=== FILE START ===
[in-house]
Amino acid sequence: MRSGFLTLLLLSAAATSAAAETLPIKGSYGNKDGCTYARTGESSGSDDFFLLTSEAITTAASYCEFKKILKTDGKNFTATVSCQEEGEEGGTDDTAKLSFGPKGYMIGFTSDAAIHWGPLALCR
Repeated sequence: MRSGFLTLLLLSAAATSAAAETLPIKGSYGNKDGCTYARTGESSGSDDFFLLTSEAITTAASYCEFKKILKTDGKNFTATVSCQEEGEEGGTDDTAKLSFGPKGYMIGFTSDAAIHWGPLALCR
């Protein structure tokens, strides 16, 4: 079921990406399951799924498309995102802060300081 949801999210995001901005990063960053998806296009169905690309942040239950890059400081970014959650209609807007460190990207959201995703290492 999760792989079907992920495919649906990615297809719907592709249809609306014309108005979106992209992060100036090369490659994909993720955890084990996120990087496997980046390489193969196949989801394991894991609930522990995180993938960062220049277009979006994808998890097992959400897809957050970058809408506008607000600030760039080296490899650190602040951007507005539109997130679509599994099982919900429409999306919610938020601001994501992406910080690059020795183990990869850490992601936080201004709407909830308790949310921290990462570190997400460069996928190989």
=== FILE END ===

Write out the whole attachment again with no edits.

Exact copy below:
[in-house]
Amino acid sequence: MRSGFLTLLLLSAAATSAAAETLPIKGSYGNKDGCTYARTGESSGSDDFFLLTSEAITTAASYCEFKKILKTDGKNFTATVSCQEEGEEGGTDDTAKLSFGPKGYMIGFTSDAAIHWGPLALCR
Repeated sequence: MRSGFLTLLLLSAAATSAAAETLPIKGSYGNKDGCTYARTGESSGSDDFFLLTSEAITTAASYCEFKKILKTDGKNFTATVSCQEEGEEGGTDDTAKLSFGPKGYMIGFTSDAAIHWGPLALCR
């Protein structure tokens, strides 16, 4: 079921990406399951799924498309995102802060300081 949801999210995001901005990063960053998806296009169905690309942040239950890059400081970014959650209609807007460190990207959201995703290492 999760792989079907992920495919649906990615297809719907592709249809609306014309108005979106992209992060100036090369490659994909993720955890084990996120990087496997980046390489193969196949989801394991894991609930522990995180993938960062220049277009979006994808998890097992959400897809957050970058809408506008607000600030760039080296490899650190602040951007507005539109997130679509599994099982919900429409999306919610938020601001994501992406910080690059020795183990990869850490992601936080201004709407909830308790949310921290990462570190997400460069996928190989």